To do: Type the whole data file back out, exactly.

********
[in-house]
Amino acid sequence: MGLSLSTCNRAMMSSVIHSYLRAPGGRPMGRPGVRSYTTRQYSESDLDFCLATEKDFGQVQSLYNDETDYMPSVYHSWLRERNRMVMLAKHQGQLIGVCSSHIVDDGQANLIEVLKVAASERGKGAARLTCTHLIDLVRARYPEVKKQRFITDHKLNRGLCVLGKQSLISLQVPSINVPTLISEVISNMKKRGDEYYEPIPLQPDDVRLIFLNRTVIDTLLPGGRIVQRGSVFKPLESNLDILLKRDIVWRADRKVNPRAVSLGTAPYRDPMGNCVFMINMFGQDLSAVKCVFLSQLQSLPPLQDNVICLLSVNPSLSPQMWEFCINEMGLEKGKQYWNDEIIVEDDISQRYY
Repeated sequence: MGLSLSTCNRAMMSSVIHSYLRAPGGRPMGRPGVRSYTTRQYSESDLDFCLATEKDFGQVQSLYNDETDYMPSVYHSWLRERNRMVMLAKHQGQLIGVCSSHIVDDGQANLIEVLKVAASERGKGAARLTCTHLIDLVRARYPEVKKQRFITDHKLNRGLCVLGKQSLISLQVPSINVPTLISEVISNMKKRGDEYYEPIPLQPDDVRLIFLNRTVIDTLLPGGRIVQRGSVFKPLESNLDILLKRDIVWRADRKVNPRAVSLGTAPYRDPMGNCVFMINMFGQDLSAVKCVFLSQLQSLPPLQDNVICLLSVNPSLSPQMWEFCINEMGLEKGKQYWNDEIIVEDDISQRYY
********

[in-house]
Amino acid sequence: MGLSLSTCNRAMMSSVIHSYLRAPGGRPMGRPGVRSYTTRQYSESDLDFCLATEKDFGQVQSLYNDETDYMPSVYHSWLRERNRMVMLAKHQGQLIGVCSSHIVDDGQANLIEVLKVAASERGKGAARLTCTHLIDLVRARYPEVKKQRFITDHKLNRGLCVLGKQSLISLQVPSINVPTLISEVISNMKKRGDEYYEPIPLQPDDVRLIFLNRTVIDTLLPGGRIVQRGSVFKPLESNLDILLKRDIVWRADRKVNPRAVSLGTAPYRDPMGNCVFMINMFGQDLSAVKCVFLSQLQSLPPLQDNVICLLSVNPSLSPQMWEFCINEMGLEKGKQYWNDEIIVEDDISQRYY
Repeated sequence: MGLSLSTCNRAMMSSVIHSYLRAPGGRPMGRPGVRSYTTRQYSESDLDFCLATEKDFGQVQSLYNDETDYMPSVYHSWLRERNRMVMLAKHQGQLIGVCSSHIVDDGQANLIEVLKVAASERGKGAARLTCTHLIDLVRARYPEVKKQRFITDHKLNRGLCVLGKQSLISLQVPSINVPTLISEVISNMKKRGDEYYEPIPLQPDDVRLIFLNRTVIDTLLPGGRIVQRGSVFKPLESNLDILLKRDIVWRADRKVNPRAVSLGTAPYRDPMGNCVFMINMFGQDLSAVKCVFLSQLQSLPPLQDNVICLLSVNPSLSPQMWEFCINEMGLEKGKQYWNDEIIVEDDISQRYY